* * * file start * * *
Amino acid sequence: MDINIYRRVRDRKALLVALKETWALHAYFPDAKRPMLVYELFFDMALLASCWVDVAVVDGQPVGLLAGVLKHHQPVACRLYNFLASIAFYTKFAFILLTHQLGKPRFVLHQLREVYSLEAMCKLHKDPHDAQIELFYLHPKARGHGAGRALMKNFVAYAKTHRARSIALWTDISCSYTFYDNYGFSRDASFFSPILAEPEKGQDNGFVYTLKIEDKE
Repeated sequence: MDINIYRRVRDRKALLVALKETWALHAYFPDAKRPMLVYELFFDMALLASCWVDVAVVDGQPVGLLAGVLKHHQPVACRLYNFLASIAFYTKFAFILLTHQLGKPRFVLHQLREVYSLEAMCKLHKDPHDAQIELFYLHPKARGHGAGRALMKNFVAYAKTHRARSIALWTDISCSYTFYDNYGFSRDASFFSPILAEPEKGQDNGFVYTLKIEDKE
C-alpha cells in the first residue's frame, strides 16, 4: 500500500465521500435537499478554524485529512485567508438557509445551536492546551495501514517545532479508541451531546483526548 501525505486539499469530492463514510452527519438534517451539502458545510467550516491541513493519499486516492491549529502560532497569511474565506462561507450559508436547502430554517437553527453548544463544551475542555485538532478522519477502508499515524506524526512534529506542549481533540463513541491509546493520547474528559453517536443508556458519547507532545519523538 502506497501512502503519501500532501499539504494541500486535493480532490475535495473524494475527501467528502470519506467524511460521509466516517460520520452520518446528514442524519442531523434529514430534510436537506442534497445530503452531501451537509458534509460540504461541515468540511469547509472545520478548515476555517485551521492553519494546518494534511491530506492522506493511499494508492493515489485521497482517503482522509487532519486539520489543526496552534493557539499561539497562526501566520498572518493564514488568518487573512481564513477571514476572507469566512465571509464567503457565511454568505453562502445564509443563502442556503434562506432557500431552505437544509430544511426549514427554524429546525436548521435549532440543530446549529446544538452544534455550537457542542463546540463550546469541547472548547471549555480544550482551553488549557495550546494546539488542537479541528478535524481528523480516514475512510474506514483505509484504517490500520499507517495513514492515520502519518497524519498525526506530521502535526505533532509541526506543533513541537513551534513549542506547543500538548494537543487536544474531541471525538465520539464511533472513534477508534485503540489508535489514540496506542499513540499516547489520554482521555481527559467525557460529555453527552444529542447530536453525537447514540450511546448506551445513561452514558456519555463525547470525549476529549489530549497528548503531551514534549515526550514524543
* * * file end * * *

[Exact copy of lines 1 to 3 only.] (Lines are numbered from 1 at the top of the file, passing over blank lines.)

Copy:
Amino acid sequence: MDINIYRRVRDRKALLVALKETWALHAYFPDAKRPMLVYELFFDMALLASCWVDVAVVDGQPVGLLAGVLKHHQPVACRLYNFLASIAFYTKFAFILLTHQLGKPRFVLHQLREVYSLEAMCKLHKDPHDAQIELFYLHPKARGHGAGRALMKNFVAYAKTHRARSIALWTDISCSYTFYDNYGFSRDASFFSPILAEPEKGQDNGFVYTLKIEDKE
Repeated sequence: MDINIYRRVRDRKALLVALKETWALHAYFPDAKRPMLVYELFFDMALLASCWVDVAVVDGQPVGLLAGVLKHHQPVACRLYNFLASIAFYTKFAFILLTHQLGKPRFVLHQLREVYSLEAMCKLHKDPHDAQIELFYLHPKARGHGAGRALMKNFVAYAKTHRARSIALWTDISCSYTFYDNYGFSRDASFFSPILAEPEKGQDNGFVYTLKIEDKE
C-alpha cells in the first residue's frame, strides 16, 4: 500500500465521500435537499478554524485529512485567508438557509445551536492546551495501514517545532479508541451531546483526548 501525505486539499469530492463514510452527519438534517451539502458545510467550516491541513493519499486516492491549529502560532497569511474565506462561507450559508436547502430554517437553527453548544463544551475542555485538532478522519477502508499515524506524526512534529506542549481533540463513541491509546493520547474528559453517536443508556458519547507532545519523538 502506497501512502503519501500532501499539504494541500486535493480532490475535495473524494475527501467528502470519506467524511460521509466516517460520520452520518446528514442524519442531523434529514430534510436537506442534497445530503452531501451537509458534509460540504461541515468540511469547509472545520478548515476555517485551521492553519494546518494534511491530506492522506493511499494508492493515489485521497482517503482522509487532519486539520489543526496552534493557539499561539497562526501566520498572518493564514488568518487573512481564513477571514476572507469566512465571509464567503457565511454568505453562502445564509443563502442556503434562506432557500431552505437544509430544511426549514427554524429546525436548521435549532440543530446549529446544538452544534455550537457542542463546540463550546469541547472548547471549555480544550482551553488549557495550546494546539488542537479541528478535524481528523480516514475512510474506514483505509484504517490500520499507517495513514492515520502519518497524519498525526506530521502535526505533532509541526506543533513541537513551534513549542506547543500538548494537543487536544474531541471525538465520539464511533472513534477508534485503540489508535489514540496506542499513540499516547489520554482521555481527559467525557460529555453527552444529542447530536453525537447514540450511546448506551445513561452514558456519555463525547470525549476529549489530549497528548503531551514534549515526550514524543